Yes the unions are in disarray faced with the position to adopt, the employers lean rather in favor of the economic program of Emmanuel Macron. This is what emerges from the meeting on Monday of the executive council of Medef, organized to analyze the programs of the two qualified candidates in the second round.
In a press release, the first employers’ organization in France judges that “Emmanuel Macron’s program is the most favorable to ensure the growth of the economy and employment”. That of the candidate of the National Rally on the contrary “would degrade the confidence of economic actors, thus reducing investments and job creation”, affirms the Medef.
A program too expensive for Le Pen, but shortcomings at Macron
Marine Le Pen’s program, in addition to causing concern because of protectionist measures such as the strengthening of border controls, is also considered unrealistic, in particular because of its cost. “Its axis towards a pro-SME policy is relevant, but in the meantime, if we want it to be credible, we have to explain to us how we are reforming public action, how we are responding to the problems of French purchasing power without putting ass over head the public finances”, declared to AFP the president of the Confederation of SMEs François Asselin.
According to him, the outgoing president has “to his credit commitments kept” during the past five-year term, but he will have to “credibility” of his proposals for a new reduction in production taxes and state reform. François Asselin also criticizes Emmanuel Macron’s proposals for the portability of the Time Savings Account (CET) and the development of participation and profit-sharing in companies, which are not, according to him, “likely to project themselves into profitability “.
The Medef finds for its part “gaps” in the economic program of the outgoing president, the main one being “that of the rebalancing of public finances”, which is also lacking “in all the other candidates and even more so in Marine Le Pen”, has explained to AFP the delegate president of the organization Patrick Martin.
The main point is not such a tax cut or such an increase in spending, but the efficiency of public spending
Patrick Martin, Deputy Chairman of Medef
Pensions: consultation, but no turning back
On the pension reform, Emmanuel Macron moved closer to the positions of employers’ organizations by defending an increase in the legal age of departure and by renouncing a universal points scheme in favor of three separate schemes for private sector employees, civil servants and the self-employed. The Medef wanted until last year to raise this age to 64, before setting it at 65 in its proposals published at the start of the year. The recovery would be done at the rate of three months a year, a little slower than the four months envisaged by Emmanuel Macron in his program.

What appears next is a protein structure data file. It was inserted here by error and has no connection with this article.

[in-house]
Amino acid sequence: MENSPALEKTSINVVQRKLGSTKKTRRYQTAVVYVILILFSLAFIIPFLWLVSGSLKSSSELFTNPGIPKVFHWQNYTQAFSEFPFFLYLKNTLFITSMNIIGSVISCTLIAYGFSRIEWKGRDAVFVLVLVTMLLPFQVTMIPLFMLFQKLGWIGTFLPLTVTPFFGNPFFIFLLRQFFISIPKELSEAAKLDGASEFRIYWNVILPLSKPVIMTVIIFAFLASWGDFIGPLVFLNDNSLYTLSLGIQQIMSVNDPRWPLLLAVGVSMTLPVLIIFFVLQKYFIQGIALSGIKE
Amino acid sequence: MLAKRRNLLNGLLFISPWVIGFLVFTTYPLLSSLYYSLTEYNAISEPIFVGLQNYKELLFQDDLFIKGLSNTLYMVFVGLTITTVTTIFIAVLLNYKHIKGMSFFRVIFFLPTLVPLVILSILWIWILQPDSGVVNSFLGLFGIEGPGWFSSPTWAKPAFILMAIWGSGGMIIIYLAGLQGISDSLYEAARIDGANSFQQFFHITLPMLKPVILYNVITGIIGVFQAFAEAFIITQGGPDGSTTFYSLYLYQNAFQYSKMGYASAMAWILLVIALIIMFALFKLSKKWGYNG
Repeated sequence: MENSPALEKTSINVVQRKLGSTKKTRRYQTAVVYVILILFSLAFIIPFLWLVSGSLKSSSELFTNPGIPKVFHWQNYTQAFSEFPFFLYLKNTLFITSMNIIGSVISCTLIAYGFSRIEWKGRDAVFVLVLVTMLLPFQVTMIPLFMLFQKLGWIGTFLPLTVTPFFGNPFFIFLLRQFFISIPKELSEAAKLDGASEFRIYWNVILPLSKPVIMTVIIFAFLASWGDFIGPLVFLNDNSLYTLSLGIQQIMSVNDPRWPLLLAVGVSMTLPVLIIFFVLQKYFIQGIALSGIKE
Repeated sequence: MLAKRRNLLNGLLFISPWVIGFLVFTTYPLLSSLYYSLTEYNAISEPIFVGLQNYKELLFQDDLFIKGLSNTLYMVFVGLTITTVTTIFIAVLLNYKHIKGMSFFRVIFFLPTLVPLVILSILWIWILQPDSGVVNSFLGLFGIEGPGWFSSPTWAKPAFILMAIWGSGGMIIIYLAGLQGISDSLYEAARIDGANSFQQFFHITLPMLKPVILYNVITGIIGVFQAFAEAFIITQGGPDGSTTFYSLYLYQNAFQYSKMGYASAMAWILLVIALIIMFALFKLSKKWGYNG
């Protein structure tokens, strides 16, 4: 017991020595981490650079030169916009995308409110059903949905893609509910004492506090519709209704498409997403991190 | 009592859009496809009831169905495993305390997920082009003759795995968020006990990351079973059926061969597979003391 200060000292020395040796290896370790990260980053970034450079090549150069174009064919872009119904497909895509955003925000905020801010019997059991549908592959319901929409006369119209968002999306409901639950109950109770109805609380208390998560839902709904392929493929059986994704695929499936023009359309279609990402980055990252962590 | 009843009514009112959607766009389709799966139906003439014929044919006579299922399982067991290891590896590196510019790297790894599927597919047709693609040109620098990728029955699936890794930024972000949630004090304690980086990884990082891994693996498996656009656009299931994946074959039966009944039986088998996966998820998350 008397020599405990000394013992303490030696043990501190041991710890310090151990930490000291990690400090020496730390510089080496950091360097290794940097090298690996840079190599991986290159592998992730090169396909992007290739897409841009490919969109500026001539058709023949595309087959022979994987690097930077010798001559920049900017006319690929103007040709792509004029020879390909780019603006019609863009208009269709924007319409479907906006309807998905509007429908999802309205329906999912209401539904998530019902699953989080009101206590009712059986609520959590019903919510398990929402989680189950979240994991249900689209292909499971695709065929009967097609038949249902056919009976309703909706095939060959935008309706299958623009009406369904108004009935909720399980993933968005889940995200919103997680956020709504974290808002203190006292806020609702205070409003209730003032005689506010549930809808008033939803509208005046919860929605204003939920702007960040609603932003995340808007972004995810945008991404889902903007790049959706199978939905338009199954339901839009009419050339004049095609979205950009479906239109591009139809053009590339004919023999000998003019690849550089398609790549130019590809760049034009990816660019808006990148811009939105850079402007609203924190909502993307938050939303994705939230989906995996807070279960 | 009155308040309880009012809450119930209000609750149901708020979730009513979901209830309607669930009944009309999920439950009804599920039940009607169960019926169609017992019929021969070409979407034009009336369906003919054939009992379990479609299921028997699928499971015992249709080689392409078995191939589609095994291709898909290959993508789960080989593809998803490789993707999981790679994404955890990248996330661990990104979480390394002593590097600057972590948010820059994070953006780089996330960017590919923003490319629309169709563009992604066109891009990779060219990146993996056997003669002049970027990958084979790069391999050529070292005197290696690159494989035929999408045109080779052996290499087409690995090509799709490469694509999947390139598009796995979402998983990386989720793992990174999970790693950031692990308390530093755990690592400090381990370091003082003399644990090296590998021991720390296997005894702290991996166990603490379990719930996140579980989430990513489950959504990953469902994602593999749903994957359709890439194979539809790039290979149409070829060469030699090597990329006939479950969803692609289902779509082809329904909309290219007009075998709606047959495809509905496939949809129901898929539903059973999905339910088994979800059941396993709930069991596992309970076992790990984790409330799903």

Fearing a new blockage on this unpopular reform, the Medef asks in its press release that “the social partners and companies are really associated with the reforms”. The president assured Monday that he was ready to “move” on the parameters of the project, opening the door to an increase in the age limited to 64 years and to a referendum.
François Asselin quickly reacted on BFM Business by asking Emmanuel Macron to “stay straight from the boots”, considering that he had “started to take a step back” and that he was “almost sure” that the retirement ” wouldn’t be at 65.
“It is not a very good signal to amend the program on one of its major aspects even though the consultations that candidate Macron is calling for have not yet been initiated”, also criticized Patrick Martin.
No voting instructions
Neither the Medef nor the CPME, however, explicitly call for Emmanuel Macron to vote, not wanting to alienate members of various political sensitivities. The outgoing president collected 52% of voting intentions among entrepreneurs for the first round, according to an Opinionway poll carried out in March, against 32% in 2017.
Only the Union of Employers of the Social and Solidarity Economy (UDES) expresses itself more on the political field by calling on the French to “block the National Rally and the far right” to “show how strong democracy is and the nation is open to the world”.